Tag Archives: dc

Just another day

It’s a day off from work, not for travel or a vacation.  But it’s a day off nonetheless.  The reason is that no one can get their car out of the snow.  Side streets are equally impossible.  I realize, midway through the day, that I’m out of toilet paper.  Not the last sheets on the roll, but I’m out of the supply in the closet.

So out I go, not out of panic or snow related emergency, but just because it’s time to pick up toilet paper.  It happens from time to time.

Checklist.  Snow boots, jeans, parka, hat, empty backpack, camera.

I take a lot of pictures this errand.  Most unusual for picking up toilet paper at the CVS down the street.  Usually I don’t take any.  But today is different.  Today the district is still digging out from two to three feet of snow in some places.  And tomorrow, there will be more snow.  I will bring my camera and take pictures of whatever catches my eye.

There are a few things.  Icicles three feet long hanging from the eaves of the retirement home.  Plowed snow taller than I am.  Cars still entombed in snow.  Improvised snowmen on the corners.

But I need toilet paper, so I get in line at the drugstore and get it.  Then I walk home.

It doesn’t feel like history.  But I guess it never does.

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At the very least, it's something

The snow was packed mostly in the street, but there were uneven spots that made me weary.  I didn’t notice until he and I were passing each other.  He was headed uphill, from the direction I had come.  We passed within five feet of each other, silent.

His clothes were from a more civilized era.  H’s wearing a waistcoat, tie, a proper hat and an overcoat.  Also, galoshes.

I’m wearing a pair of North Face snow boots and jeans, my “comrade” hat and a parka.

What catches my eye is what he’s cradling in his arms.

A film camera, wrapped in leather, hanging directly from a small thin strap.

My hand subconsciously drops to my DSLR, hung to the side of my waist by a strap that goes across my chest.

I take a few more steps then turn around.  He’s turned to look at me as well.  I wave and he waves back.

“Enjoy!”  I say.

He nods.  “I will.”

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There is only so much you can do when there is about twenty four inches of snow on the ground.  So far today has been filled with reading, drinking various types of hot beverages, eating when the mood strikes, and lazing abouts.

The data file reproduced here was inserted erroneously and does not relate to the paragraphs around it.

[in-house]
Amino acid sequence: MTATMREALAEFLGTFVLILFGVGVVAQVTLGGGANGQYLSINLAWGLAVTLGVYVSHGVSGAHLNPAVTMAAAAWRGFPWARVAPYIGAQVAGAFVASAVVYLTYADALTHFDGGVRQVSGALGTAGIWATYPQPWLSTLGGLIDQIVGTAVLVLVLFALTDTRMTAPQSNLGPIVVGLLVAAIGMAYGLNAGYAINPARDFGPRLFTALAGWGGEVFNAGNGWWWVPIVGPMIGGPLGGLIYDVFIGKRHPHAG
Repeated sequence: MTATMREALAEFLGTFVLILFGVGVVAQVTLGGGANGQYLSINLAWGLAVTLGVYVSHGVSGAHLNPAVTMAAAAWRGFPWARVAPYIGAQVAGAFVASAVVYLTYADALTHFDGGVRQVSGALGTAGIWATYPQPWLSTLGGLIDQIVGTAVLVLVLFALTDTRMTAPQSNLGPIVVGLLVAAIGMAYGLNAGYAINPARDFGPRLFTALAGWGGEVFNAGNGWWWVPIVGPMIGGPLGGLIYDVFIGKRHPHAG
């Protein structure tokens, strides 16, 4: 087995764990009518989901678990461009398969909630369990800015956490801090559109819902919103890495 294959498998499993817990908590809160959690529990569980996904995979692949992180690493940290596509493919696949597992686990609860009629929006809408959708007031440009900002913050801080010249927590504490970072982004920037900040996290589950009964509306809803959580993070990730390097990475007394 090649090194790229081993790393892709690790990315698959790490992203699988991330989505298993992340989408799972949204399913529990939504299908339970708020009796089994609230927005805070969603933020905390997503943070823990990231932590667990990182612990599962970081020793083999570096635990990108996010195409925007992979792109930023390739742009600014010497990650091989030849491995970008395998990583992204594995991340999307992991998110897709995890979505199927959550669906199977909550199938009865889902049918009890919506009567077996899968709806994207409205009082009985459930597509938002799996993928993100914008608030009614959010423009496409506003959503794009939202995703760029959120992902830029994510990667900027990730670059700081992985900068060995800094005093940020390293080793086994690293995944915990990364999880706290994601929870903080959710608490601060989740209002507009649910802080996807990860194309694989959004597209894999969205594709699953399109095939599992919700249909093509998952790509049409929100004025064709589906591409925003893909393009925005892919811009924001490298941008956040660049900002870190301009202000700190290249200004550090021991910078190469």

There was a bit of time when I did go shooting though.  Lots and lots of nearly overexposed pictures.  Hoping that tomorrow is a warmer, more accessible experience.

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Birth of a Washingtonian, part II

In all the rush, I never even said goodbye to my parents.  I arrived at National alone.  It was the old National then–an unused practically abandoned airport with an outdated terminal, even though it’s an entirely different airport, I still call it national.

The humidity was a shock, having lived in California for my entire life.  I shed my jacket as soon as I got outside.

I took a cab in to the city, marveled at the Potomac at night and the Kennedy center reflected on the black river.  I still hold that the District is the most majestic in the evening, either lit up by fireworks or by conventional means.  DC, when I picture it, and describe it to others, is always in the evening.

I saw the the washington monument and the white house and a few executive buildings.  Later, I would find out that the cab driver took the long way around so that he could charge me more zones.

And thus began my college education. Continue reading

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Birth of a Washingtonian

College really wasn’t an option for me.

Not that it was an impossible thing.  My parents were going to make sure that I went to college.  It was not an option in the fact that it was always assumed that I was going to go.  It was only a matter of where.

Even though we didn’t have enough money to repair a water heater, my parents were going to send me to a private college, not a state school.

That could have saved us some money, but I ended up applying to ridiculous colleges, like Georgetown.  I never really had my heart set on anywhere, so I employed the “shotgun” approach to my application process.  My SAT scores and high school transcript were enough to get me accepted everywhere.

I never had my heart set on anywhere.  Privately, what I was looking for was a way to make the financial burden easier on my parents.  My ultimate decision was American University, primarily because they offered me a good scholarship.

I joked that American was the furthest away from my parents I could get without leaving the country.

My parents said that they could take care of the rest and I had to believe them.

The next thing I know, I’m hopping a plane to Washington DC.

Well, more accurately, I’m late running through a San Diego airport terminal, to board a plane to Washington DC.  This occurred in 1993.  This is an alternate history America where they could open a door after it’s already been shut to let a last minute passenger in.

Even a brown one.

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